About, oh, 50 years ago, when Wood Allen and Fred Birdsong and Jimmy "Squirrel" Garrison and I were figuring on a big show biz career displacing the Kingston Trio and other giants of the 1950s and early 1960s entertainment business, we didn't know much about how to do it. I had a an old sawed-off Roy Rogers (or was it a Sears Roebuck?) 6-string guitar that Wood gave me, and that I had tried to turn into a 4-string tenor guitar like Nick Reynolds played. When we needed some serious gravitas and percussive thump, I used to borrow an old Alcoa aluminum guitar from the next-door neighbor of a friend on West Market Street in Greensboro.
We didn't know squat, but we didn't know we didn't know squat, so we were deliriously happy in our ignorance, bound as we were for the top, like a rocket ship about to be fire off of Cape Canaveral. We were saved from a degrading life of too much money, too much fame and too much substance abuse when we didn't go straight to the top, or the middle, or anywhere close to it. But we had a lot of fun, over the years playing in sometimes odd, out-of-the-way places. That live on-air performance at a little AM radio station in Danville was a thrill. Helen, GA., was fun. And we set the place on fire a couple times at weddings of daughters in Iredell and Buncombe counties.
By then I had bought an old 1946 Kay doghouse bass with a partly broken neck, dings all over the body and some ancient strings. Scrangs, Fred called 'em. But it sure did sound good when we got together. We lost Fred one night in Alabama when he was returning from a prison ministry session where he counseled inmates, and was killed by a drunken driver. The bass burned up in a 2010 house fire. Squirrel died after a noble five-year fight against three or four kinds of cancer.
Wood and I still play, mostly a lot of folk music from the 1950s, but some newer stuff as well. A few years ago I discovered a nice 1959 Kay bass up at Jerry Fretwell's bass shop in downtown Staunton, VA, and bought it up with a nice soft set of Silver Slap scrangs. Easy on the hands, and sounds good. Enjoyed playing it, and was taking up the tenor guitar again with a Martin knock-off made in China. Cheap, and a thing of beauty, though what I really wanted was a Martin. Just too costly.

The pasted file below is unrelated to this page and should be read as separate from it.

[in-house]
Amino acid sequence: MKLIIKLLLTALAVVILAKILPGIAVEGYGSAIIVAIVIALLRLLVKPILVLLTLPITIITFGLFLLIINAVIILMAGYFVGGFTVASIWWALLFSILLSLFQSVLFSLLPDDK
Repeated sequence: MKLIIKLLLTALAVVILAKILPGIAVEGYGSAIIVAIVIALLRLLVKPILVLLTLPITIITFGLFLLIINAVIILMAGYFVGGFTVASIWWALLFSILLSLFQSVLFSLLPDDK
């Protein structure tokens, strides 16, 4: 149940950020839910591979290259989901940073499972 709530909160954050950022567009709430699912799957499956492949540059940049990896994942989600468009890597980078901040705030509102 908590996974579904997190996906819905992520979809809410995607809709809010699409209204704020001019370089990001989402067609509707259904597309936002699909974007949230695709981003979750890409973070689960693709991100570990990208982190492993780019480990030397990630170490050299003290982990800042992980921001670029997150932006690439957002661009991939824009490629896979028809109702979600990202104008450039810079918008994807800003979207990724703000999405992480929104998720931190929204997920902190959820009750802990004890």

Then just the other week, after a household emergency forced me to cancel a long-planned trip to hang around the Kingston Trio Fantasy Camp in Scottsdale, AZ, a fellow there let me know someone was selling a 1957 Martin tenor guitar, with a hard case, for a very good price. Wood was flying out there to perform, and he and several friends took a look and bought it on the spot, found a shipping box and dropped it off at UPS. It arrived here at the Rocky Knob Tractor & Yacht Club Thursday afternoon, where it took up residence in the conservatory right next to my '59 doghouse bass. When I took it out of the box, the Martin was still in tune — though an incoming storm front here soon took care of that. But it plays as sweet today as it must have for its other owners over time.
I am mindful that since becoming an age-eligible geezer, there's some danger in acting as though everything was wonderful in the 1950s, when it wasn't at all. But some things were right. We passed a '55 Chevy on U.S. 58 the other day, and I got the sort of twinge I usually get when I think about that old '56 Chevy Bel Air two-toned sedan with the small-block V8 that I sold for $65 right before going off to the Army in 1969. Some days I wish I had that old boy back. Not that I could put it in the conservatory, of course, but the back seat was big enough to carry a doghouse bass AND a tenor guitar, at least with the seat yanked out. If you see a '56 in good shape for a good price, do me a favor and don't give me a call. I got more old stuff than I need, including some really old knees. But thanks just the same.